Scientific Approaches to the Study of International Relations


Essay, 2006
14 Pages

Excerpt

Contents

1 Introduction: Some Basic Concepts in the Philosophy of Science, and What it Means to Be ‘Scientific’ in the Academic Study of International Relations

2 From Traditionalism to Behaviouralism: the ‘Second Great Debate’ of the 1960s and its Impact on the Contested Epistemology of IR
2.1 The Success of Positivist Methodology in the Natural Sciences
2.2 Traditional Approaches to the Study of IR and the Positivist Challenge
2.3 Positivism and its Shortcomings: Why ‘Scientific Realism’ Faces Significant Limits in the Social Realm

3 Assessing the Conceptual Adequacy and Empirical Potential of a Synthetic Perspective on IR Research Methodology: Two Illustrations, One Suggestion 7
3.1 Game Theory and its IR Applications: Reasons for and Against a New Orthodoxy of Rationalist Social Analysis
3.2 The Democratic Peace Thesis as an Example of Combined Positivist and Normativist Thought in IR
3.3 Bridging the Gap between ‘Hard Core’ Positivism and ‘Radical’ Interpretivism: the Study of World Politics and the Differing Foci of Causal and Constitutive Theories

4 Conclusion: Is Positivism (Still) an Appropriate Toolkit for Systematic Inquiry in the Social Sciences?

Appendix: The Four Humean Conditions of Causality

Abbreviations

References

‘In the first place, in International Relations, as in other branches of Political Science, we are dealing with ideas and concepts which are “essentially contestable” because they have political implications. […] In the natural sciences it is often possible to “stipulate” a definition: that is, to employ a definition of a concept which will be accepted because it is clearly set out in advance. In politics, this is much more difficult—some would say actually impossible’ (Brown, 2005: 11).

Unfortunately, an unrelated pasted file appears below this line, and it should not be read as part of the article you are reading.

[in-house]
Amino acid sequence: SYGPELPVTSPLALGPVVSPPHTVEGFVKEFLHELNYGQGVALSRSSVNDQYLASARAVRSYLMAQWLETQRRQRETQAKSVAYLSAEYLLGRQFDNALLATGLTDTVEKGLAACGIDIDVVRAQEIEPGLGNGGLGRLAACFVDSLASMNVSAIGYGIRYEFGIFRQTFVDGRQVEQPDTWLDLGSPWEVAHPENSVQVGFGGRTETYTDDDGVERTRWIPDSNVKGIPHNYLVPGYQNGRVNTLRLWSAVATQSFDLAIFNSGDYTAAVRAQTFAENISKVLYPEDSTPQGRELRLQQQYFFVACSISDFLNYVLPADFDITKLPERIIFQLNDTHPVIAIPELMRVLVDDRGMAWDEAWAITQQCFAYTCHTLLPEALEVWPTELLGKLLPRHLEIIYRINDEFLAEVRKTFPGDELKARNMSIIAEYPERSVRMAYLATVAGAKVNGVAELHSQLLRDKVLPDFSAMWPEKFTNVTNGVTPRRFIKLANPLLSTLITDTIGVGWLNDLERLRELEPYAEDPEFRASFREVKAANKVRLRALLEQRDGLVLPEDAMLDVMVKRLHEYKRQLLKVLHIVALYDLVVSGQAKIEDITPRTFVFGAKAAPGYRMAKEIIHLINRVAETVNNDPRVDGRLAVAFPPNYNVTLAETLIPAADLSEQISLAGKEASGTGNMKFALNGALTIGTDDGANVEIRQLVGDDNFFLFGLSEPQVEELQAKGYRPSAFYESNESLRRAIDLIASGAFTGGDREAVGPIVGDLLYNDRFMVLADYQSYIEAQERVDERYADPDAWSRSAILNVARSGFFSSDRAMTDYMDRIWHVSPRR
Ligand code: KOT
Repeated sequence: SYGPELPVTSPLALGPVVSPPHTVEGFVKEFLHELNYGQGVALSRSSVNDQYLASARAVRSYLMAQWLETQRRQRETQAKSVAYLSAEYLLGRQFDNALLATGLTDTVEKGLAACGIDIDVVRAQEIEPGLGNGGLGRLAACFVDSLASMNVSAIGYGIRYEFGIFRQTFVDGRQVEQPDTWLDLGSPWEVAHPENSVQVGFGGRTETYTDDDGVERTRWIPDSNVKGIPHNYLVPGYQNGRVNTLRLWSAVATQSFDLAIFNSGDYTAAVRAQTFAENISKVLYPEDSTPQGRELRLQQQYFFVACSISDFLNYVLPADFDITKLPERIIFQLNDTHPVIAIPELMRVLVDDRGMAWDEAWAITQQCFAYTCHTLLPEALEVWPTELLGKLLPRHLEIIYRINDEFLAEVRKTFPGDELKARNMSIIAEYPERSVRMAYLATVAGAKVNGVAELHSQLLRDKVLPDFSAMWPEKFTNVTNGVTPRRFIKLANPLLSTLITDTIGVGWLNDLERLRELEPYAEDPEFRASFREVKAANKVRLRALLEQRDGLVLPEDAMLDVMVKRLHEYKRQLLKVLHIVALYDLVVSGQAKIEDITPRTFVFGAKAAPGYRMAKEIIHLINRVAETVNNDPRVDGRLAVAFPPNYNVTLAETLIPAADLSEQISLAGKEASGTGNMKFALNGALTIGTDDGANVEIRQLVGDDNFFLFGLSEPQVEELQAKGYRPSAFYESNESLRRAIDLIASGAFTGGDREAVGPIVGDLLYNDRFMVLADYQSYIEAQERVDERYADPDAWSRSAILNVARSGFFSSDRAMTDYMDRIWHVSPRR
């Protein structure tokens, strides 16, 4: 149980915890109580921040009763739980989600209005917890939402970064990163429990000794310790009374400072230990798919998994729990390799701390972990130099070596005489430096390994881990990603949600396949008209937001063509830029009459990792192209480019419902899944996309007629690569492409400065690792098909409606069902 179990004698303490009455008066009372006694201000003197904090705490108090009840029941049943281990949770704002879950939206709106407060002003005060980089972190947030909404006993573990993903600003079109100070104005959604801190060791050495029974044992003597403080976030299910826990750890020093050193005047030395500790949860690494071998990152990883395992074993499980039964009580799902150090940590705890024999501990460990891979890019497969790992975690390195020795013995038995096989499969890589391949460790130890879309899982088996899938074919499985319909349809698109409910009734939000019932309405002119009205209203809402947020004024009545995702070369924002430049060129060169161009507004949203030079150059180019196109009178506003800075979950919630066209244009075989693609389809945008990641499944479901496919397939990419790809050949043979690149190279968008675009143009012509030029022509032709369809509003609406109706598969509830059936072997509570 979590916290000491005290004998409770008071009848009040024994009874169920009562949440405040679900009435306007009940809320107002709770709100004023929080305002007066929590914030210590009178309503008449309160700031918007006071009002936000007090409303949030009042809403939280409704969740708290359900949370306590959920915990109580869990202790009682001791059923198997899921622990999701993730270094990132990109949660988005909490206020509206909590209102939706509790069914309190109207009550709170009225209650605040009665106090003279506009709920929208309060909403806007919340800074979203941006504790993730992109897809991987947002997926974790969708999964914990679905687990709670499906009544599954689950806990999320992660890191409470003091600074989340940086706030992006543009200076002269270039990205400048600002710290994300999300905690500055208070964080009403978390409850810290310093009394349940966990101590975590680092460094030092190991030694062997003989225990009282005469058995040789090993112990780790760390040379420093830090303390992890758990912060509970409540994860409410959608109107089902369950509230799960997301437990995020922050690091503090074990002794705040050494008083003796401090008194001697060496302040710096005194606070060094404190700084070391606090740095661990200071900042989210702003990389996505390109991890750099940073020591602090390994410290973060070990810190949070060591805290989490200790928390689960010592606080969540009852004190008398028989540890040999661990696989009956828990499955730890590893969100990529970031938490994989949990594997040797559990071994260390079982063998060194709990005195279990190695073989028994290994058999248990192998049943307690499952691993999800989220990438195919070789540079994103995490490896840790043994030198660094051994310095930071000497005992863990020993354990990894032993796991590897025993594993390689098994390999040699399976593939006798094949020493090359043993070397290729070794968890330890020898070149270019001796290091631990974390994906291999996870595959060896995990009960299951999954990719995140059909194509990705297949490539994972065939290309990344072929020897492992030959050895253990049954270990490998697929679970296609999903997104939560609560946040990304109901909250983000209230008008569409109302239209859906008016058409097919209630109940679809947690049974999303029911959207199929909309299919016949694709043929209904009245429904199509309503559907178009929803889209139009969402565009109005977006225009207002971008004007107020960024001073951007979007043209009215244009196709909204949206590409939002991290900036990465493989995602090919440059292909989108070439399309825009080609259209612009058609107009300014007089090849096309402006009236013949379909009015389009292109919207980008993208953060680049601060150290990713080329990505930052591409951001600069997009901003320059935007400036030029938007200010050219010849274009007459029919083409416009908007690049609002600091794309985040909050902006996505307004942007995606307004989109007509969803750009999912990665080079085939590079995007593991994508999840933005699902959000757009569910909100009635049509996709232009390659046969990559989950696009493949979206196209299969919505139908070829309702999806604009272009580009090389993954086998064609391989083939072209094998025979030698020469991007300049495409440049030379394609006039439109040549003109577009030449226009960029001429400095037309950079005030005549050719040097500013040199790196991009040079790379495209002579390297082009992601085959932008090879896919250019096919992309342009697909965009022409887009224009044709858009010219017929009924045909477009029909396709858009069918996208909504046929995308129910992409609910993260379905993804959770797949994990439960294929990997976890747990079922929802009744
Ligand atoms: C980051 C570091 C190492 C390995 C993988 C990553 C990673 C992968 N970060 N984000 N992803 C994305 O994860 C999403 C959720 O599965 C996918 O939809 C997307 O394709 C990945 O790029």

1 Introduction: Some Basic Concepts in the Philosophy of Science,and What it Means to Be ‘Scientific’ in the Academic Study of International Relations

Since the behaviourist[1] turn of the 1960s, questions concerning the appropriateness and desirability of a positivist[2] research agenda have been at the forefront of meta-methodological debate within and among the social sciences. The evolving ‘science wars’ between positivists and normativists have also presented enormous challenges to the epistemological identities and professional self-images of scholars working in the academic field of International Relations[3] (IR).

Whereas positivists maintain that the overarching aim of science is the experimentally guided explanation of empirical phenomena under ‘covering laws’ (Brown, 2005: 31), normativists and traditionalists[4] hold that social scientists cannot—and, in fact, should not—emulate the causal models of the natural sciences. According to this view, it is virtually impossible to study the influences of distinct variables in complex social interactions (Nicholson, 1996: 131), and statistical aggregation merely obscures the fact that the true ‘causes’ of events are rarely obvious in the social world.[5] Hence, the purpose of political and social research ought to be a desire to understand processes ‘from within’ rather than to explain them ‘from outside’ (Wendt, 1998: 102).